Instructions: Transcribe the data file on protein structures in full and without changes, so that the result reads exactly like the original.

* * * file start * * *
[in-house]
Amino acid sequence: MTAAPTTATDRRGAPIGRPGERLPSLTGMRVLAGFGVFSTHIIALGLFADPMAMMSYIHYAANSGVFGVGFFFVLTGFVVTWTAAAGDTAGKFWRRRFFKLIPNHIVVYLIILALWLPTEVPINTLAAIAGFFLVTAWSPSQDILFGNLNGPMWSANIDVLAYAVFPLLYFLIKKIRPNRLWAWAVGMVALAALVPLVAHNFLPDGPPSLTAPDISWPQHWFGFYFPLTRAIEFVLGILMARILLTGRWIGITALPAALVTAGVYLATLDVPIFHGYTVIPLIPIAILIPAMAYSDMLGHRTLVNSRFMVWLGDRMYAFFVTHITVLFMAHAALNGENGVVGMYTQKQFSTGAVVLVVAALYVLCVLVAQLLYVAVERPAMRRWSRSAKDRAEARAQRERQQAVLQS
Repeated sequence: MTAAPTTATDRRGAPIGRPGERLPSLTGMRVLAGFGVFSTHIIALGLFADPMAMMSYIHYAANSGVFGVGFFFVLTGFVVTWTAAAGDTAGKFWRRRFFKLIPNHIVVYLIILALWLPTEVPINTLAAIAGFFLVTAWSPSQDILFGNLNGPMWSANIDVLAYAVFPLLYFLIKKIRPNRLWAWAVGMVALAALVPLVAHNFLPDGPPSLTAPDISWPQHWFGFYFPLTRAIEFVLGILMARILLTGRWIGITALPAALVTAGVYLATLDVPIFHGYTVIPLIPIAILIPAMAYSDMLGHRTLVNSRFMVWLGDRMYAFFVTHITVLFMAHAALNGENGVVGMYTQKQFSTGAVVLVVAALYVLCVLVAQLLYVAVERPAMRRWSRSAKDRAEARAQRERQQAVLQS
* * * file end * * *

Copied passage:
[in-house]
Amino acid sequence: MTAAPTTATDRRGAPIGRPGERLPSLTGMRVLAGFGVFSTHIIALGLFADPMAMMSYIHYAANSGVFGVGFFFVLTGFVVTWTAAAGDTAGKFWRRRFFKLIPNHIVVYLIILALWLPTEVPINTLAAIAGFFLVTAWSPSQDILFGNLNGPMWSANIDVLAYAVFPLLYFLIKKIRPNRLWAWAVGMVALAALVPLVAHNFLPDGPPSLTAPDISWPQHWFGFYFPLTRAIEFVLGILMARILLTGRWIGITALPAALVTAGVYLATLDVPIFHGYTVIPLIPIAILIPAMAYSDMLGHRTLVNSRFMVWLGDRMYAFFVTHITVLFMAHAALNGENGVVGMYTQKQFSTGAVVLVVAALYVLCVLVAQLLYVAVERPAMRRWSRSAKDRAEARAQRERQQAVLQS
Repeated sequence: MTAAPTTATDRRGAPIGRPGERLPSLTGMRVLAGFGVFSTHIIALGLFADPMAMMSYIHYAANSGVFGVGFFFVLTGFVVTWTAAAGDTAGKFWRRRFFKLIPNHIVVYLIILALWLPTEVPINTLAAIAGFFLVTAWSPSQDILFGNLNGPMWSANIDVLAYAVFPLLYFLIKKIRPNRLWAWAVGMVALAALVPLVAHNFLPDGPPSLTAPDISWPQHWFGFYFPLTRAIEFVLGILMARILLTGRWIGITALPAALVTAGVYLATLDVPIFHGYTVIPLIPIAILIPAMAYSDMLGHRTLVNSRFMVWLGDRMYAFFVTHITVLFMAHAALNGENGVVGMYTQKQFSTGAVVLVVAALYVLCVLVAQLLYVAVERPAMRRWSRSAKDRAEARAQRERQQAVLQS